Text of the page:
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Laryngoscope. 1995 Apr;105(4 Pt 1):376-9.

Complications of endoscopic sinus surgery in a residency training program.

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1
Department of Otolaryngology--Head and Neck Surgery, West Virginia University, Morgantown 26506-9200, USA.

Abstract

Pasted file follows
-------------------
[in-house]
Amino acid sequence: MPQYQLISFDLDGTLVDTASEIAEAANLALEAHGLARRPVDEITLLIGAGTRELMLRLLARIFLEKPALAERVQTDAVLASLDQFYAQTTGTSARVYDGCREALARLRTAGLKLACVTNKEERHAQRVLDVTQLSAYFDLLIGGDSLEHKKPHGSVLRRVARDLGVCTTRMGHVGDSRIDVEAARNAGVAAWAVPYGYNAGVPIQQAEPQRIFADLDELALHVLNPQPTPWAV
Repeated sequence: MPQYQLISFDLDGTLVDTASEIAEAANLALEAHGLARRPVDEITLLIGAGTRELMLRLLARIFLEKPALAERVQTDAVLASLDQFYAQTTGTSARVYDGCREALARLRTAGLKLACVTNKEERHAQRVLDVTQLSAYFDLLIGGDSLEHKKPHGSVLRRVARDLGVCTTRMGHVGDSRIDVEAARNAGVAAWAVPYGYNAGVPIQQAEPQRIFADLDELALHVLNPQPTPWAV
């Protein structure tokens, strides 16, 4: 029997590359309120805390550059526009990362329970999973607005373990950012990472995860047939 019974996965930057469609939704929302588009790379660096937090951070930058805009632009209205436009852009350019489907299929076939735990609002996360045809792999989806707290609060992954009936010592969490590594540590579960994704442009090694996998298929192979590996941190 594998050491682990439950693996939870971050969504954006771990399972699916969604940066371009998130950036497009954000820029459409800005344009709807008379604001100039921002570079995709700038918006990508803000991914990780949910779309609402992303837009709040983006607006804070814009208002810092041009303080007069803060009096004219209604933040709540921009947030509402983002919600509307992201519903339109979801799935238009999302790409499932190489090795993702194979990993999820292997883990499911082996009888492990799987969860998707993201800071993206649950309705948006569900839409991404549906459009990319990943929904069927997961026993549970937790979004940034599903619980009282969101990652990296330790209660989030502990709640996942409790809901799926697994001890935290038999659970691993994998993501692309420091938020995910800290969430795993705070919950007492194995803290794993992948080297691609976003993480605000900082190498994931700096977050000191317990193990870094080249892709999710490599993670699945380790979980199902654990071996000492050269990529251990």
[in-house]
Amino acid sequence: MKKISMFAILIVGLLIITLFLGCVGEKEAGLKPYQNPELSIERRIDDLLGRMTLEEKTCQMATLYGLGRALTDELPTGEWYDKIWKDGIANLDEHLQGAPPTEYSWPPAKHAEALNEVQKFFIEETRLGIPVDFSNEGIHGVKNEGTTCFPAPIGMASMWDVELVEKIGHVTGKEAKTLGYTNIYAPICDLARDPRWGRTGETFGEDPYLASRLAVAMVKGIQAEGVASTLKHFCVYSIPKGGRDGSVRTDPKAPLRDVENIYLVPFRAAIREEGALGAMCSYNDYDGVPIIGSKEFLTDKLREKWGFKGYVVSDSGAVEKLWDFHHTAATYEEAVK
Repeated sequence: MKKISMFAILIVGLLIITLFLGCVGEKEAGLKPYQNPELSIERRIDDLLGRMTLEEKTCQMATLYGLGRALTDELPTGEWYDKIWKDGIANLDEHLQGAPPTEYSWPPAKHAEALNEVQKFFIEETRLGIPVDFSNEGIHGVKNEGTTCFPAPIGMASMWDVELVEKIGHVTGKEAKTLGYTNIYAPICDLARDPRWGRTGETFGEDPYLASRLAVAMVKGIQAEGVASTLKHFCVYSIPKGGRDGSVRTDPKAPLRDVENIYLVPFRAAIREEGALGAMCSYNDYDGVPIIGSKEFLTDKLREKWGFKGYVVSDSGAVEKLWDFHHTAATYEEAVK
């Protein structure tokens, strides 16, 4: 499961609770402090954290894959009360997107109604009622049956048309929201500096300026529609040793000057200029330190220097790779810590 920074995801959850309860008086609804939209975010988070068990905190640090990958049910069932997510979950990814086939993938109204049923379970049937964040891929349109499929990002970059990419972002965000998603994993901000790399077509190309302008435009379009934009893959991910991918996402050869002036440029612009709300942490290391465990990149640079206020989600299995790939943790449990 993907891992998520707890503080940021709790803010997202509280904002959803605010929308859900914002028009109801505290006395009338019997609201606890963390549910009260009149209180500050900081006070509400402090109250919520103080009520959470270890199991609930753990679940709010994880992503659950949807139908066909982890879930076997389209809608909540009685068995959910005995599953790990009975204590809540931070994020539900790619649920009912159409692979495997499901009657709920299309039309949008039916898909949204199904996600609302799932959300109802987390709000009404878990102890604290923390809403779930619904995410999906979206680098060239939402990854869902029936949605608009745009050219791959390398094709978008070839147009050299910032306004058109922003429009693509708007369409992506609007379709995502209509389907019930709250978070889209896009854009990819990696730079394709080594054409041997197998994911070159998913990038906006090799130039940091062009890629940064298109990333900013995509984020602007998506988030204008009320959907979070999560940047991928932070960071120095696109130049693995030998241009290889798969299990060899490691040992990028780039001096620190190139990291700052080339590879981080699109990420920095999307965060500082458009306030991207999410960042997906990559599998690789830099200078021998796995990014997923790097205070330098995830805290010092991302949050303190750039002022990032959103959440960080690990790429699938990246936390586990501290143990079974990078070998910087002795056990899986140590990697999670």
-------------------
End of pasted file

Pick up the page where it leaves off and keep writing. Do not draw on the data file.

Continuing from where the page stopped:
Endoscopic sinus surgery has emerged in the last decade as the treatment of choice for chronic sinusitis. Reports of complications of the procedure from different centers vary depending on the technique used and the experience of the surgeon. Between August 1990 and August 1993, 337 patients underwent endoscopic sinus surgery at West Virginia University. Most of the cases were performed by senior residents under faculty supervision. Minor complications were encountered in 15.1% of the cases and major complications in 1.5% of the patients. The most common major complication was cerebrospinal fluid leak. All patients with cerebrospinal fluid leaks were diagnosed and treated successfully at the time of surgery. Middle turbinate adhesions and orbital penetration were the most common minor complications. Routine partial middle turbinectomy did not decrease the adhesion rate. Endoscopic sinus surgery is a relatively safe procedure, even when performed by residents under adequate supervision.

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